The line ran 136 miles, starting operation in 1833. We are approaching 200 years of train operations. 19th century tech. Speeding it up doesn’t make it 21st century tech. But like many things, there can be some excellent niche applications. I imagine Osaka-Japan would be an excellent application of high speed trains.

    You may not be aware of the catastrophic effect of the US railroads: vast investment had been made in canals. They became useless almost overnight.

  27. @Pcar

    HST sets only ever officially ran at 125mph. They cranked one up to 148 down Stoke Bank whilst doing bogie development for the mk4 coaches, which remains a world record for diesel traction.

    The speed limiting problem wasn’t the vehicles – it was the need for in cab signaling. It was felt that 125mph was as fast as one could reasonably rely on a man looking out of the window at coloured light signals, and even achieving 125 running required considerable modification to the signaling gear.
    Probably in the days before everything was logged, the odd HST set found its way to 130mph or so making up time, but I very much doubt many service trains got anywhere near 140mph.

    As for HS2, I imagine that much of the cost will relate to massive unnecessary complexity in things like signalling. You only have to look at the continuing crossrail farce (with crossrail, the civils haven’t messed up much, and most of its physically built, however between the signaling engineers and the train manufacturers, its gone massively over budget, and still no one really knows when (or if) it will ever open) to see where HS2 will end up.

  28. @Gamecock ““The station is about 100 metres from my front door”

    Anecdata. Unless everyone has a station close to home.”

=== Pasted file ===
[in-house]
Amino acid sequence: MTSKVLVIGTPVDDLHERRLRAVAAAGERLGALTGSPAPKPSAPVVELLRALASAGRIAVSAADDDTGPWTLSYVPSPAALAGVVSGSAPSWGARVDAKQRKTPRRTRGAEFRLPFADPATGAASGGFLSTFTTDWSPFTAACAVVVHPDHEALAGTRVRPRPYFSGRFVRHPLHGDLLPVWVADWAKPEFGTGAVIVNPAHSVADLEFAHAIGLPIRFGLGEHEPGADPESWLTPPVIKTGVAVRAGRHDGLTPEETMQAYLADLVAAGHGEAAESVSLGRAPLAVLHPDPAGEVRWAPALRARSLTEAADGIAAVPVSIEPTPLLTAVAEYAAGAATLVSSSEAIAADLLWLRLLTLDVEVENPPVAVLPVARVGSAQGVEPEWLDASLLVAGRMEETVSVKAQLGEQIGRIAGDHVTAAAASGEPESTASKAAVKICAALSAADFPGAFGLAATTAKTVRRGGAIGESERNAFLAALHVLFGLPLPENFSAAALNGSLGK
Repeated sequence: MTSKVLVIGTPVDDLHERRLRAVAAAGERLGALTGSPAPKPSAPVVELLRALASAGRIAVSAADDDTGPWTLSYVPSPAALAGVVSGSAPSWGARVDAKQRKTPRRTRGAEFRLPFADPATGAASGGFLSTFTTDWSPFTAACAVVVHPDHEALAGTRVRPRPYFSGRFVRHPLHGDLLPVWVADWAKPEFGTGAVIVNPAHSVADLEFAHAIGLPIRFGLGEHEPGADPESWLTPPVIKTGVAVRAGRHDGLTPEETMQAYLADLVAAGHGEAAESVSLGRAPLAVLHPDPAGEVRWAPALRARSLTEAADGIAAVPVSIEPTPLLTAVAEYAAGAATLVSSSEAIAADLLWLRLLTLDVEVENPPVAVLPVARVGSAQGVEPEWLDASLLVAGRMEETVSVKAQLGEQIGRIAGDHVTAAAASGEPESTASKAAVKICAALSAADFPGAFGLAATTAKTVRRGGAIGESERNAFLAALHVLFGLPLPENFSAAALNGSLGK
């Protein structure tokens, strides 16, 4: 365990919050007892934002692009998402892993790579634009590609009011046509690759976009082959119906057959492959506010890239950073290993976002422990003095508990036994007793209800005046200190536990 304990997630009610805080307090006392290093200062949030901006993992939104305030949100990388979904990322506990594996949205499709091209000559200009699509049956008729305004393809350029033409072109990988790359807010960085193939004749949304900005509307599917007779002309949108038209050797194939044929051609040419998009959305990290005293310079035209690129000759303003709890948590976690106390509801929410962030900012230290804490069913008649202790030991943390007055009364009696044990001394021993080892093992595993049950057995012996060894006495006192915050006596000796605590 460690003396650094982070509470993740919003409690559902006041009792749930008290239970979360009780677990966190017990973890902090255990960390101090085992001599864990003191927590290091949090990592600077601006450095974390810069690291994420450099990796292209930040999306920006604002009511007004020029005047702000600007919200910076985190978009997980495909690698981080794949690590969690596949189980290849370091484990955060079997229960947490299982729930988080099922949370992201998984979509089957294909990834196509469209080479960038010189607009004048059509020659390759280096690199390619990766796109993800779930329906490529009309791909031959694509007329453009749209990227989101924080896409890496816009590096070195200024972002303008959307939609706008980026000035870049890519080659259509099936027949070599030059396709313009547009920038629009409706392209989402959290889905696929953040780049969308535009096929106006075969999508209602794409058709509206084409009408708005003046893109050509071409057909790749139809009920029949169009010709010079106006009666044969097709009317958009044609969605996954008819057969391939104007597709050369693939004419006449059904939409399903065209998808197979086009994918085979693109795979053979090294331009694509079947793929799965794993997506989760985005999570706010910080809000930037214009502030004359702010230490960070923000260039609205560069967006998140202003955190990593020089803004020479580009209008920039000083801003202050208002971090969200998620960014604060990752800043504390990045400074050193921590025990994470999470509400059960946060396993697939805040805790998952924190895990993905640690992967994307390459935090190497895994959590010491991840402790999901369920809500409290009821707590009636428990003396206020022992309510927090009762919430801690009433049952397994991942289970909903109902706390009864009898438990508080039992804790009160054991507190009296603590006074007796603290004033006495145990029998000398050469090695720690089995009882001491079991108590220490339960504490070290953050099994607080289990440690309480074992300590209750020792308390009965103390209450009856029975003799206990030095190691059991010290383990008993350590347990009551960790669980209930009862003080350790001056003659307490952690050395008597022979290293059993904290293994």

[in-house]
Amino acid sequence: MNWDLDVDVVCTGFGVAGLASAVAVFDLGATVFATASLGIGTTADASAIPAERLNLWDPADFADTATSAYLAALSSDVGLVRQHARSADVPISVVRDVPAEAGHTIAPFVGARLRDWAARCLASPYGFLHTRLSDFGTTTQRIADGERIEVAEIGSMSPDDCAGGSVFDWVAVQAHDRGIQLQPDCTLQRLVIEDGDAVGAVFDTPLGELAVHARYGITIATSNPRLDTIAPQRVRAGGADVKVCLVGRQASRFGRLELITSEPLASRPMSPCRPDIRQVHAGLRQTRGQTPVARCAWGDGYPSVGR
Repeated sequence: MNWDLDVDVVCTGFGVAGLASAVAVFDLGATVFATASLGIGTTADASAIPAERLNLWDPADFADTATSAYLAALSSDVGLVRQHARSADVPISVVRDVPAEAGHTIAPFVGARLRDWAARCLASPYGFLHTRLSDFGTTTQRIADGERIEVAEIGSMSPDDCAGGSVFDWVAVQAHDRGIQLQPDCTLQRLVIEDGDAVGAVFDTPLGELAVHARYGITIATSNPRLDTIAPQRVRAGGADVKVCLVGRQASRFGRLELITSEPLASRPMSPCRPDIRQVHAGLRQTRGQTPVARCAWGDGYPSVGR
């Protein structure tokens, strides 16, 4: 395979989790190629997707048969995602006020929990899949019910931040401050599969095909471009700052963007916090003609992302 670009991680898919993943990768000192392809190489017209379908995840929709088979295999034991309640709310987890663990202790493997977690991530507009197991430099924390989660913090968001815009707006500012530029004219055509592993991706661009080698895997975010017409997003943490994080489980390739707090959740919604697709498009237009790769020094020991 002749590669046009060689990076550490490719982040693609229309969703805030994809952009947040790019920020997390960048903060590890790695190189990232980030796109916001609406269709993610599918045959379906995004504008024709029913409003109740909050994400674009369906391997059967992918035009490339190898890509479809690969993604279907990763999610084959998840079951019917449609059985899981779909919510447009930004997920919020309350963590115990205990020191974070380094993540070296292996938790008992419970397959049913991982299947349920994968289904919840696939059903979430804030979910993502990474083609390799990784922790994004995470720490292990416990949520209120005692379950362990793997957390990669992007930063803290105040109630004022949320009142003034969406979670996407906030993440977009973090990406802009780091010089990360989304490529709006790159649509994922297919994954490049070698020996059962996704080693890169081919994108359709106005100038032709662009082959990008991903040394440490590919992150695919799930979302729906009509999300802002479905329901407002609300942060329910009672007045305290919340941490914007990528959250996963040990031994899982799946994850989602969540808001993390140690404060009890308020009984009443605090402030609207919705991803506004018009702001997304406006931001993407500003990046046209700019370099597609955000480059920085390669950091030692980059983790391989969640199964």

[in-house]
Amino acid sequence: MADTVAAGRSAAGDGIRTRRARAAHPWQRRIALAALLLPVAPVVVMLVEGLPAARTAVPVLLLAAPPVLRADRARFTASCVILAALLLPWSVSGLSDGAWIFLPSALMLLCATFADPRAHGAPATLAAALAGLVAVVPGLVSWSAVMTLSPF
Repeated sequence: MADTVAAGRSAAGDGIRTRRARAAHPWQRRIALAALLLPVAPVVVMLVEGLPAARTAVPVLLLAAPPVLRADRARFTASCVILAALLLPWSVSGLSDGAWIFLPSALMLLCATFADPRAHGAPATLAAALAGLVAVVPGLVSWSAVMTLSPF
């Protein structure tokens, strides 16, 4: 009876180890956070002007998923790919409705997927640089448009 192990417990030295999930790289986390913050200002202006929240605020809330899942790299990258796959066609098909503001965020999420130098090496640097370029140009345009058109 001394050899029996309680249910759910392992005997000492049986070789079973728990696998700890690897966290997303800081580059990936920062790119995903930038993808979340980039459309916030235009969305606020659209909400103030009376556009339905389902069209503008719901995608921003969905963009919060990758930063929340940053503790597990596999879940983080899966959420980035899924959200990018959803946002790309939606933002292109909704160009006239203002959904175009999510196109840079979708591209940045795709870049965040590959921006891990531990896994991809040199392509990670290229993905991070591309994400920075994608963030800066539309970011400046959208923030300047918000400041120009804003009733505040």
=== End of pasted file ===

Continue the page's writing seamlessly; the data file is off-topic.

As the stations are located in centres of population it makes them remarkably convenient for the majority of the population.

    “We have no need for it. We have our own personal transportation, and a massive air network. Charlotte to New York in an hour.”

    From your front door to central New York? Remarkable! I can fly from Yamagata to Tokyo in about an hour. But I have to drive to the airport, 30 mins, spend an hour checking in and whatever it takes to disembark, collect my luggage and take the local train from Haneda to Tokyo. No thank you. It’s faster, cheaper and more convenient (get on, get off) by train.

    The shinkansen leaving any major city have to share the network with local traffic (at suburban train speed) and make numerous stops at suburban stations located conveniently close to where the customers live, before entering the dedicated system.

    “We fixed slow travel last century. ‘High speed’ is relative.”

    My shinkansen runs at 275 km/h (170 mph). I don’t consider that slow.

    @Rhoda Klapp. When the shinkansen reach their destinations, an army of cleaners sweeps through (Ha!). The seats are mounted on swivels so as they clean, they swivel the the seats to face the direction of travel.

  29. On reliability. JR East are currently showing delays only on the Hokuriku Shinkansen. The reason given is “Typhoon”. I wonder how that’s effecting air travel?

  30. “I wonder how that’s effecting air travel?”

    flightaware.com shows normal traffic.

    Japan has perfected 19th century technology. Whoopeee.

    “My shinkansen runs at 275 km/h (170 mph). I don’t consider that slow.”

    Look up. Passenger jets cruise at 480 mph.

    My car will do more than 170.

    If you wish to argue that passenger train travel is superior to airplane passenger travel, have fun. The joke is on you.

  31. @theProle

    Good post, thanks

    “officially ran at 125mph”

    Back in 80s that was a guideline

    1987 East Linton: track parallel to road. GPz900R speedo (+/- 10%) showing 150mph, HST125 going faster. To say I was annoyed would be an understatement.

    @Bloke in Japan

    Typhoon won’t have affected airlines as they fly above weather